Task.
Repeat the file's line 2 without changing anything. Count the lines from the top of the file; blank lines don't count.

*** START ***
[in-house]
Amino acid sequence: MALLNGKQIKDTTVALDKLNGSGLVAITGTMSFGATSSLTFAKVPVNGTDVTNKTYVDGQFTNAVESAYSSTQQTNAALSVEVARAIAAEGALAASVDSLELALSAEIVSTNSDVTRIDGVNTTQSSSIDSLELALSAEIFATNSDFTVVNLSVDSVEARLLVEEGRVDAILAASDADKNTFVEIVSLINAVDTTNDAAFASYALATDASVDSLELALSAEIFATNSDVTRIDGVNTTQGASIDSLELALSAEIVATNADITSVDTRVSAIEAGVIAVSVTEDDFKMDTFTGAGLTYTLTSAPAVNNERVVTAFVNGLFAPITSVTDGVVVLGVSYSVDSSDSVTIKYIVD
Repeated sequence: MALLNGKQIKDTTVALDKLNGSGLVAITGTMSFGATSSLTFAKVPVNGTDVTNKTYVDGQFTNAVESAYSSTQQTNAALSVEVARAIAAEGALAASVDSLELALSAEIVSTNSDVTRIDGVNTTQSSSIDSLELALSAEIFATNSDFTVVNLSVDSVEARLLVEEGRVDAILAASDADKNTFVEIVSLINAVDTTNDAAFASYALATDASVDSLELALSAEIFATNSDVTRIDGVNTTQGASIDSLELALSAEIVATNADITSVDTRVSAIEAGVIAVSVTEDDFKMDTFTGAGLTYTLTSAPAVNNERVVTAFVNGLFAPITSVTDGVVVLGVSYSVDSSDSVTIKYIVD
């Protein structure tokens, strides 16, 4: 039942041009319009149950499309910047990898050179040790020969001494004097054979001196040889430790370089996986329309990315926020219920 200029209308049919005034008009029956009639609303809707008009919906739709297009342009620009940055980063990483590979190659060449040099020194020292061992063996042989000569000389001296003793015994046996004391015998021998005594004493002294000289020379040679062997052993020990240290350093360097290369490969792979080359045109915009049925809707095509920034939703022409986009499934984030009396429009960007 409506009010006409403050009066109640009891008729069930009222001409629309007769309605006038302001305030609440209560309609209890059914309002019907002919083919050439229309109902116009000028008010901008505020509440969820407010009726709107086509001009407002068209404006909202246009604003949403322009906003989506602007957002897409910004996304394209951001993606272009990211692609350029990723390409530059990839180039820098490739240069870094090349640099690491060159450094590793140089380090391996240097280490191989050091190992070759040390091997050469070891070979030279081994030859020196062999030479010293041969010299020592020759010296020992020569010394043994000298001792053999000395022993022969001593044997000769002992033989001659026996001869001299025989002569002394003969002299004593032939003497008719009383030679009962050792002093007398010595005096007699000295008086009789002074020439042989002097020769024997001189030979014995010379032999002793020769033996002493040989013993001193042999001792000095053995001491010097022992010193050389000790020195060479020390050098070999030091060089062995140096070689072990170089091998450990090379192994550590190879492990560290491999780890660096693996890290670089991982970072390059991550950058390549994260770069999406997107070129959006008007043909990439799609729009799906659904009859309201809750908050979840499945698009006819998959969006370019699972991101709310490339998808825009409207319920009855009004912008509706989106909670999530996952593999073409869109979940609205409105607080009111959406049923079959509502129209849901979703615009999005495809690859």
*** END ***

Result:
Amino acid sequence: MALLNGKQIKDTTVALDKLNGSGLVAITGTMSFGATSSLTFAKVPVNGTDVTNKTYVDGQFTNAVESAYSSTQQTNAALSVEVARAIAAEGALAASVDSLELALSAEIVSTNSDVTRIDGVNTTQSSSIDSLELALSAEIFATNSDFTVVNLSVDSVEARLLVEEGRVDAILAASDADKNTFVEIVSLINAVDTTNDAAFASYALATDASVDSLELALSAEIFATNSDVTRIDGVNTTQGASIDSLELALSAEIVATNADITSVDTRVSAIEAGVIAVSVTEDDFKMDTFTGAGLTYTLTSAPAVNNERVVTAFVNGLFAPITSVTDGVVVLGVSYSVDSSDSVTIKYIVD